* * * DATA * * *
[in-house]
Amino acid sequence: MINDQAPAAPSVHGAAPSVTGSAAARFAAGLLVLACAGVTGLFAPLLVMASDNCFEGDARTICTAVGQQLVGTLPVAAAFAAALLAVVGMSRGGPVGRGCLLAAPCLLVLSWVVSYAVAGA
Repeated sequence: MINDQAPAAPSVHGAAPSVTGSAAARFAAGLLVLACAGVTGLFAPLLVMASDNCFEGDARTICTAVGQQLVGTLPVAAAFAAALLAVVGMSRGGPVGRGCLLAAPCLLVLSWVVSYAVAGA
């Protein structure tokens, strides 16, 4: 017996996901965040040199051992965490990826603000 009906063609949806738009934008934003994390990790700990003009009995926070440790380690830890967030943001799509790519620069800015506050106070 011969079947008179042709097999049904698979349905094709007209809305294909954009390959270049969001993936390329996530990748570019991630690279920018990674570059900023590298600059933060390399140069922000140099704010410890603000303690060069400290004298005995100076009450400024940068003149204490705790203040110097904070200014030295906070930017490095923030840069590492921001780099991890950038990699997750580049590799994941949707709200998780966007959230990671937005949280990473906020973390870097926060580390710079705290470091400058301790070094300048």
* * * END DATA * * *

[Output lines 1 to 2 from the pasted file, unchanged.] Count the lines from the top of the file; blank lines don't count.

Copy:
[in-house]
Amino acid sequence: MINDQAPAAPSVHGAAPSVTGSAAARFAAGLLVLACAGVTGLFAPLLVMASDNCFEGDARTICTAVGQQLVGTLPVAAAFAAALLAVVGMSRGGPVGRGCLLAAPCLLVLSWVVSYAVAGA